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**Unformatted text preview: **Two g( ) functions of special interest. 1. g(X) =X. Obviously this yields E(X), the expected value of the random variable itself (frequently
referred to as the mean and represented by the character p), which is a constant providing a
measure of where the centre of the distribution is located. The metric here is the same as that of
the random variable so that, if f(x) is an income distribution measured in $US, then its location
will be in terms of a $US value. The usefulness of the linearity property of the expectations
operator can be seen by letting g(X) = a + bX where a and b are ﬁxed constants. Taking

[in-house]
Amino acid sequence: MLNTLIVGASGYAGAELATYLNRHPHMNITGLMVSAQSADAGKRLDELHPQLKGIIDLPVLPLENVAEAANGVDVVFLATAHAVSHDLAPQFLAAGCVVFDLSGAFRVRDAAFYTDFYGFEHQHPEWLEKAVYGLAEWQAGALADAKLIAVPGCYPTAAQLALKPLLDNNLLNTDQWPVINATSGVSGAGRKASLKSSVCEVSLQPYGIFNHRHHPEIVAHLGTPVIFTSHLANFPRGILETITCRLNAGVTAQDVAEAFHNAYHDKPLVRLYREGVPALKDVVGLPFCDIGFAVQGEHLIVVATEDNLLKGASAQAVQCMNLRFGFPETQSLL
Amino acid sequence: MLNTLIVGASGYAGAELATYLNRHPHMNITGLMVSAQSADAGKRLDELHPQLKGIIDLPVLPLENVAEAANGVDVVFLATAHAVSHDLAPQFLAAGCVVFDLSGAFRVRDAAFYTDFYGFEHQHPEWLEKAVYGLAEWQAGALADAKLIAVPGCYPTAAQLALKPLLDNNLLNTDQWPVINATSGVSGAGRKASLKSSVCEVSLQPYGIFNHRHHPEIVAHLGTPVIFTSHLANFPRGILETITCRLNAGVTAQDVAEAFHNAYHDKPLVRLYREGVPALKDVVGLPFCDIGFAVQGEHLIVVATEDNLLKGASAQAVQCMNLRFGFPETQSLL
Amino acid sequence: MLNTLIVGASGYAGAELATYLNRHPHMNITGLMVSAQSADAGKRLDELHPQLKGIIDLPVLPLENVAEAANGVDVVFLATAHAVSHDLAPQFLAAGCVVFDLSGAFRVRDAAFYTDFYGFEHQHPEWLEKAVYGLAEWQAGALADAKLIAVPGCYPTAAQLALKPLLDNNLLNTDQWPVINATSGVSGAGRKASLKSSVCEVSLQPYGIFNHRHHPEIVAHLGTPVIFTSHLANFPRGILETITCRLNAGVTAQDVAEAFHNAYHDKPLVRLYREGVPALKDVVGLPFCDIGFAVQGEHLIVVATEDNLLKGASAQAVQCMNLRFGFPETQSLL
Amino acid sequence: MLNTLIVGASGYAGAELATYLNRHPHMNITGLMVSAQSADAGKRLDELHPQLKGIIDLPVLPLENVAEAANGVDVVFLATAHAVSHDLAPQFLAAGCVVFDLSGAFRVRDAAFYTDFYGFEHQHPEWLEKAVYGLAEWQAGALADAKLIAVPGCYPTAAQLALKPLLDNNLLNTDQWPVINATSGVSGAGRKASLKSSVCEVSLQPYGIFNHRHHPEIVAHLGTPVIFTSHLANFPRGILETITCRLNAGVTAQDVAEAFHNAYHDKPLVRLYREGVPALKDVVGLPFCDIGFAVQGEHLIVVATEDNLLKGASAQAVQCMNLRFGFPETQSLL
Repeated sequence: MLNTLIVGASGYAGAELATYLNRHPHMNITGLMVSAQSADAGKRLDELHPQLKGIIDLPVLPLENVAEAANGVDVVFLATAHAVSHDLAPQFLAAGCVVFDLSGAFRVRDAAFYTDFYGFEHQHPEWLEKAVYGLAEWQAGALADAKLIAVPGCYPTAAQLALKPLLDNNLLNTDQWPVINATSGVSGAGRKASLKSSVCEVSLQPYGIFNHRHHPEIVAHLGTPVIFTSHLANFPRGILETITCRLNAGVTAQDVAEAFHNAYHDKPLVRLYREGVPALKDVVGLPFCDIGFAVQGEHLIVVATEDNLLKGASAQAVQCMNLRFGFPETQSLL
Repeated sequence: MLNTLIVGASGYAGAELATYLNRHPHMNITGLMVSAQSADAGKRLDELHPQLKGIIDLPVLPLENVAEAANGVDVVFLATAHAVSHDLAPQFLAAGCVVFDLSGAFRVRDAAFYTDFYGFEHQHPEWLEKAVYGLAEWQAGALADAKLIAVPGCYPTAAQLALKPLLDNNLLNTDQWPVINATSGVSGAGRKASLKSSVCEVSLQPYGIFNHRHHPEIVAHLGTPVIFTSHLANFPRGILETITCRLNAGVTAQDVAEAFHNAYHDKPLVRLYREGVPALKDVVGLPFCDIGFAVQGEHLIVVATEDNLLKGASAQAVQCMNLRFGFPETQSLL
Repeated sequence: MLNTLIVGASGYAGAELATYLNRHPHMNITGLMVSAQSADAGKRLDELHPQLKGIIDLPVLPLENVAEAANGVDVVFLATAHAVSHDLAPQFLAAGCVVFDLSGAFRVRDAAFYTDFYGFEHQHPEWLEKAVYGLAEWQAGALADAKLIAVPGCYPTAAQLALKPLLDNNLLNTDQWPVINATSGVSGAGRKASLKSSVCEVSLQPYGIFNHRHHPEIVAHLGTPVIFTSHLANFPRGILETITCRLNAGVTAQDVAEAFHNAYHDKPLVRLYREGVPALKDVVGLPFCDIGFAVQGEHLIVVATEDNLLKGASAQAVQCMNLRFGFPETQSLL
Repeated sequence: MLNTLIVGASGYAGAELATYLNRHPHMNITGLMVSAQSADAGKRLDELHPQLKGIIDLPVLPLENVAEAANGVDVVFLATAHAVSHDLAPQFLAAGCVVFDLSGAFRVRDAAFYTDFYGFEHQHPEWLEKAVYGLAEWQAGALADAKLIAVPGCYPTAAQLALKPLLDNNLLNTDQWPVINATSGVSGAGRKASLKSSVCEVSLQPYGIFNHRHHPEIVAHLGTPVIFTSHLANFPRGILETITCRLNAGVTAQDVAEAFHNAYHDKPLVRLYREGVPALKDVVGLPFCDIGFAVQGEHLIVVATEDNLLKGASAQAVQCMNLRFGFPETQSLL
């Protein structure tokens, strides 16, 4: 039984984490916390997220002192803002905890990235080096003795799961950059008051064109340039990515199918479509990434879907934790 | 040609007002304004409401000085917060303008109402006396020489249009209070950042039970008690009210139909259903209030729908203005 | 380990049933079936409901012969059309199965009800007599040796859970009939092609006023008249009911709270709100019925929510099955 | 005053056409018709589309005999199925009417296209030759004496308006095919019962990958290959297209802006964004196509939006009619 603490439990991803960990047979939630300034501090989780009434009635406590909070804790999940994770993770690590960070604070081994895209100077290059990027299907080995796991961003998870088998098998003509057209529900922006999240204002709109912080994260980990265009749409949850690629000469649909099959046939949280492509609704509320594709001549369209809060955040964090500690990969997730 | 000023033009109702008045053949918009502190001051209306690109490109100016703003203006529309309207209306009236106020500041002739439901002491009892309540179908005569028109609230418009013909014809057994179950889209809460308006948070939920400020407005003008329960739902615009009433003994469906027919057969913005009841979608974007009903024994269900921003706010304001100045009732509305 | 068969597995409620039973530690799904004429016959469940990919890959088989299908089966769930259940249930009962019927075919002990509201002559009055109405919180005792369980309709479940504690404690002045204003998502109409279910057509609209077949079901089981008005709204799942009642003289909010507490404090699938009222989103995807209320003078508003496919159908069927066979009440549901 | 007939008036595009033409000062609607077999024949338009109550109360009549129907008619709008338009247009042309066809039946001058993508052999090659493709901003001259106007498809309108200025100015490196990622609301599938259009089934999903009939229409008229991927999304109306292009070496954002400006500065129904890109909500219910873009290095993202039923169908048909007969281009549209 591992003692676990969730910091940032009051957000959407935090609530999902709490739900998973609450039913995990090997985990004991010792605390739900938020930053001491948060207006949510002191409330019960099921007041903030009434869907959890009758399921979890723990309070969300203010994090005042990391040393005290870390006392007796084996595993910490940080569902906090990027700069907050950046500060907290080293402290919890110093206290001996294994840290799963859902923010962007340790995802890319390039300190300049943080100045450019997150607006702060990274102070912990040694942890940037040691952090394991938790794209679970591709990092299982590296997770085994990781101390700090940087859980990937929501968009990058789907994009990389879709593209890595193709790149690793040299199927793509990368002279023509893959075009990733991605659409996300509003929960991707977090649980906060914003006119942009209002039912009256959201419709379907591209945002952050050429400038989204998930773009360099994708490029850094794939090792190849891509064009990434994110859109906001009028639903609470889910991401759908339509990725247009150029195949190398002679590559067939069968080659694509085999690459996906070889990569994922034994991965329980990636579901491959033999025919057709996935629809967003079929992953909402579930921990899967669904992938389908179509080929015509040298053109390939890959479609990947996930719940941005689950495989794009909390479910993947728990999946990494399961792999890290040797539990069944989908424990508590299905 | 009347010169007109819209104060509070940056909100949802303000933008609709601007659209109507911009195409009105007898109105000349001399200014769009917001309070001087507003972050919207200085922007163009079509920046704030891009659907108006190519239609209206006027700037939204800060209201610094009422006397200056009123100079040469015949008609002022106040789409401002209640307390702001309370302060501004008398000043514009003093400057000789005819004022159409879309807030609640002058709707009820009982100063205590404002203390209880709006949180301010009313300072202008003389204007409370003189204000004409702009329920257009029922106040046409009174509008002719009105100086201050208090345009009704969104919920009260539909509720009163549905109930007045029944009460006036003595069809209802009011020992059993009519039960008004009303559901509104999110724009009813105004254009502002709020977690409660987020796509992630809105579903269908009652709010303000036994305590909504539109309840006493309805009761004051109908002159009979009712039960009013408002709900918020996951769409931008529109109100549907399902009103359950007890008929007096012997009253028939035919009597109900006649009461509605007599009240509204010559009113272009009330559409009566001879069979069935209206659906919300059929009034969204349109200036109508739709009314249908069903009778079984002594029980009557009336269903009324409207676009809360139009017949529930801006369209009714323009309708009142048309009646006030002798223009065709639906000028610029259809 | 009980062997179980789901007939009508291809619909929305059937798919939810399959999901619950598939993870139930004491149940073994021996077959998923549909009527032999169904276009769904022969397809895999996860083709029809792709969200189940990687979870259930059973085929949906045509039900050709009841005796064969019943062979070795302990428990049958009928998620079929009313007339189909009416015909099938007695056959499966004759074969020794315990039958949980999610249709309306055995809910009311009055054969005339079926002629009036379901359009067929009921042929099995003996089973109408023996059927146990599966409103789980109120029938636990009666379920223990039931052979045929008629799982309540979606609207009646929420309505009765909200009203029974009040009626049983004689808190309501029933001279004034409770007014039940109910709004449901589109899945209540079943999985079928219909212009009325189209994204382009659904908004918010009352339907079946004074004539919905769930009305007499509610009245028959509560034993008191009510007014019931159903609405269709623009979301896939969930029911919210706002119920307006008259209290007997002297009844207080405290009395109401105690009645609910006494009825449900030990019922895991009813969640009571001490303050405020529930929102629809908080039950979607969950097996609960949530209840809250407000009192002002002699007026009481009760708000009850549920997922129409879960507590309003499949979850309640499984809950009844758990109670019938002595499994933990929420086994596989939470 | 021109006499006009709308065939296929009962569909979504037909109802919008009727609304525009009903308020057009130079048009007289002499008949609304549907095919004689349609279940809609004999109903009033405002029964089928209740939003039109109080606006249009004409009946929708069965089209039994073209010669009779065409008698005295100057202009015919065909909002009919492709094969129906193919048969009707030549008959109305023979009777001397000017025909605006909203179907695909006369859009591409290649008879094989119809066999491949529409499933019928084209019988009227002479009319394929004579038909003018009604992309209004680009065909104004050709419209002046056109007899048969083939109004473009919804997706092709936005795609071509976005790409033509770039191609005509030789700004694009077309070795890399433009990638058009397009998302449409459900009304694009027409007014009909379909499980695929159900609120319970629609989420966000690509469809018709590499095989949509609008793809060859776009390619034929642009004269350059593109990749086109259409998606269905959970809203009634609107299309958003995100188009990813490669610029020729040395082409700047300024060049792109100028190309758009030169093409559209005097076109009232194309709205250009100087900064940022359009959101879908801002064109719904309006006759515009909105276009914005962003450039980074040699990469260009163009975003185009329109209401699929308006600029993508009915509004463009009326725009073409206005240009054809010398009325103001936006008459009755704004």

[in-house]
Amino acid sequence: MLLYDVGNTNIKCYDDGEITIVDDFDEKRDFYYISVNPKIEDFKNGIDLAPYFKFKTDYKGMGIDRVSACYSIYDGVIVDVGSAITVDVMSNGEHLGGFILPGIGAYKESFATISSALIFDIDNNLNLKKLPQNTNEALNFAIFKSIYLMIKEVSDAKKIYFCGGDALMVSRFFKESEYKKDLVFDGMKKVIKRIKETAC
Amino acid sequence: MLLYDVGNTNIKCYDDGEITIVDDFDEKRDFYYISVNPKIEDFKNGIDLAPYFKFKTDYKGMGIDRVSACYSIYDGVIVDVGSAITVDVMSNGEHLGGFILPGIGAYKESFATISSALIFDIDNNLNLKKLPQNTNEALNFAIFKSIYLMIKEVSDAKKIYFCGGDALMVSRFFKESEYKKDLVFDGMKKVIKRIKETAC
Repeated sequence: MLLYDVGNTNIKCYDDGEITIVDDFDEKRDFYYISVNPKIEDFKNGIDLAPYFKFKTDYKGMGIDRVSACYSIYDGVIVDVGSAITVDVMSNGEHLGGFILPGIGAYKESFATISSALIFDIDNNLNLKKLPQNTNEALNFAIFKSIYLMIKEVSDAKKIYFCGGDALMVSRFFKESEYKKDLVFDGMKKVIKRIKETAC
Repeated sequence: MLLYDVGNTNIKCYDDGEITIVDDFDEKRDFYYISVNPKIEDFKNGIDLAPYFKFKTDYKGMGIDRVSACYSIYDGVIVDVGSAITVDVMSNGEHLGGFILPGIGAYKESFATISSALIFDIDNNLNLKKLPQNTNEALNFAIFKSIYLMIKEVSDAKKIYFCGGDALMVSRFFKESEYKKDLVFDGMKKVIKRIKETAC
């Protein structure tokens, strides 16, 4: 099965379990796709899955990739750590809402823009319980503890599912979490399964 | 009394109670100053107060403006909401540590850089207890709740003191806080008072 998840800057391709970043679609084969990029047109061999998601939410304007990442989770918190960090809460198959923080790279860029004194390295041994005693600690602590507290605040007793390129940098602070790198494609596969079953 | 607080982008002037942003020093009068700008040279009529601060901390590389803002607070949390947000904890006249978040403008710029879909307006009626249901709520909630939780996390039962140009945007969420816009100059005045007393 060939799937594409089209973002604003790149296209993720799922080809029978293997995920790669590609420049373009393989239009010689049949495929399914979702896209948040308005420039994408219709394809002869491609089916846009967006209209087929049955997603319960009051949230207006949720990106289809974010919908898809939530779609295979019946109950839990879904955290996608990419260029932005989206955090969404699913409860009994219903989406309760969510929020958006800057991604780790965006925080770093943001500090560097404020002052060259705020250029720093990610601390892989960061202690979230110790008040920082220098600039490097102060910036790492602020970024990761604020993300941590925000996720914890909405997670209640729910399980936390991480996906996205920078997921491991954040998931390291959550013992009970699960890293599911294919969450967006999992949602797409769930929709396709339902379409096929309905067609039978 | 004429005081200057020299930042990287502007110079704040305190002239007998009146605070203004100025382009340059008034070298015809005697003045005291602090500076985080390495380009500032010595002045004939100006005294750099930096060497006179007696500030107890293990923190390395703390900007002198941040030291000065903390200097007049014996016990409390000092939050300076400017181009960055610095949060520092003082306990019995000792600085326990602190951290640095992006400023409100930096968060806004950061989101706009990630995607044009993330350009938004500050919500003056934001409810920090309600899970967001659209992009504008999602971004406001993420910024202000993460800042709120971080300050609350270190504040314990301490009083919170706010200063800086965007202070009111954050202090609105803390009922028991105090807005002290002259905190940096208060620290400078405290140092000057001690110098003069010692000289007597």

expectations of this g(X) yields the expected value of a linear function of X which, following the
respective rules of summation and integration, can be shown to be the same linear function of the expected value of X as follows: E(a+bX) = )3 (a+bx,)j(x,) = a E ﬁx9+b Z xﬂxg = a+bE(X) all possible at, all possible 1:, all possible at, E(a+bX) = f (a + bx))‘(x)dx = a fﬂxﬂx + b mxﬂx)dx = a+bE(X) ...

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- Spring '14
- Schmid
- Economics, Derivative, Probability theory, probability density function